10 Things You Need To Know Before You Fill Out Your NCAA Tournament Bracket
Do you have your NCAA bracket filled out yet? You'd better hurry. The 2012 NCAA basketball tournament gets underway Tuesday with two of the 'First Four' games. Mississippi Valley State plays Western Kentucky in a 16-seed game in the South Region, while BYU takes on Iona in a 14-seed game in the West Region. Here are 10 things you should know before turning in your NCAA bracket.
No. 1 seeds Kentucky (South), Syracuse (East), North Carolina (Midwest) and Michigan State (West) are favored to reach New Orleans, the site of this year's Final Four. But only once, in 2008, have all four No. 1 seeds made it through to the national semifinals. In 1980, 2006 and 2011, no top seed won a regional tournament.
Well-known coaches who lead traditional powers are easy to select as favorites, but experienced coaches like Fran Dunphy at Temple (Midwest), Steve Alford at New Mexico (West), Steve Fisher at San Diego State (Midwest) and Rick Majerus at Saint Louis (West) always have their team prepared. If the uniformed talent seems to be even between two teams, check the men on the bench.
Defense never goes into a slump. A team like Colonial Athletic Association champion VCU (South), which forces 17.9 turnovers and 10.6 steals per game, can give any opponent fits in any round. Coach Shaka Smart's Rams didn't make last year's Final Four by accident. Likewise, Florida State (East), Michigan (Midwest), Marquette (West) and Wisconsin (East) can stop hot shooting teams cold.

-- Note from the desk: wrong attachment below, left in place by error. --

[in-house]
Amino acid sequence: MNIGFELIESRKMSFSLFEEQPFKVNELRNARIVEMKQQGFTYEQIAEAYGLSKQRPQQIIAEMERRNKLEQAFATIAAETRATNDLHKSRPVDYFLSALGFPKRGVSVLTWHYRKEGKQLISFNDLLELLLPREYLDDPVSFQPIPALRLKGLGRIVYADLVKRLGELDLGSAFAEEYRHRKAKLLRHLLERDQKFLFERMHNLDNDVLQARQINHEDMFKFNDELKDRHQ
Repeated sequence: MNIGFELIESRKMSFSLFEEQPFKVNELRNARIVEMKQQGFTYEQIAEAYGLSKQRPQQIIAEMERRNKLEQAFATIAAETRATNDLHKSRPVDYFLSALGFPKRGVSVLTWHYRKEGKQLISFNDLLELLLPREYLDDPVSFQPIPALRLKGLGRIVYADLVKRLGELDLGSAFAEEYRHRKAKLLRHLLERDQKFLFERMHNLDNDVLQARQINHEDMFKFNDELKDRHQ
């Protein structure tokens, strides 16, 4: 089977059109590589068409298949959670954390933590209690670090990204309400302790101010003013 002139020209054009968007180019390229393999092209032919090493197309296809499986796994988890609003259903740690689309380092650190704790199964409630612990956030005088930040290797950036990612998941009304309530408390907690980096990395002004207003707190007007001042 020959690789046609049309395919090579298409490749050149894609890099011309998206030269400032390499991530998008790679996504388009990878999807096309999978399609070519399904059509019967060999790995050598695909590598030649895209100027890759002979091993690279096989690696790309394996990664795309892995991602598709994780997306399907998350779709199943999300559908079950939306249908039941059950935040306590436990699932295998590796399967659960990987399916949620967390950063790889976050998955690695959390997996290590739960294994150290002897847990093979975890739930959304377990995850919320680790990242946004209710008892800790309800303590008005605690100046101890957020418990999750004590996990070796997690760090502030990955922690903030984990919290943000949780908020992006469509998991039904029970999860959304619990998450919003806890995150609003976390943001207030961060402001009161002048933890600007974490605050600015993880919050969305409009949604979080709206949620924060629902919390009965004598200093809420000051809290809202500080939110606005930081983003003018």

Top 10 teams like Kentucky (South), Syracuse (East), North Carolina (Midwest), Duke (South) and Kansas (Midwest) all lost to lower or unranked opponents in the past week. Those conference tournament defeats may serve as the wake-up call that many teams don't get until they have been upset in the first two rounds of the NCAA tournament. Fans of hot teams like Murray State (West), Colorado (South), Montana (East) and Louisville (West) should be wary, though.
Like 2011 national champion Connecticut, some talented teams just peak at the right time and ride that wave into the Final Four. Missouri (West), Michigan State (West) and Florida State (East) are threats to be this year's Connecticut. All three teams are coming off nearly flawless performances in their respective conference tournaments.
Guards always have the basketball in their hands and can often prevent the other team's offense from finding a rhythm. Isaiah Canaan and Donte Poole of Murray State (West) may be among the nation's best backcourt duos. Ray McCallum Jr. of Detroit (Midwest) is a talented enough player to start on any NCAA team. John Jenkins of Vanderbilt (East) averages 20 points per game and shoots 45 percent from beyond the 3-point line.
Peyton Siva of Louisville (West), Brady Heslip of Baylor (South), Isaiah Canaan of Murray State (West) and Scott Christopherson of Iowa State (South) can all shoot the 3-point shot well enough to keep their team in any game. If these teams fall behind by more than 10 points, they will not panic; they'll just go deep.
Teams from tough conferences may feel like they have been playing in the tournament all year. When Texas (East), Alabama (Midwest), Virginia (West) and Connecticut (South) face an opponent with 20-plus wins and great bench strength, it probably feels like a typical conference game. No one can question the desire of these schools to play the best teams; they already have.
Anthony Davis of Kentucky (South), Draymond Green of Michigan State (West), Thomas Robinson of Kansas (Midwest), Jared Sullinger of Ohio State (East) and Austin Rivers of Duke (South) are all capable of single-handedly carrying their teams to the Final Four. Each will most certainly have a future in the NBA.
For some of the nation's most underrated seniors, this NCAA tournament is their final chance to define their careers. T.J. Robinson, Larry Anderson, Eugene Phelps and Casper Ware of Long Beach State (West) are experienced and talented players on a dark-horse team. Scott Machado of Iona (West) may be the nation's best pure point guard. Kevin Jones of West Virginia (East) can score with, and on, any team in the country.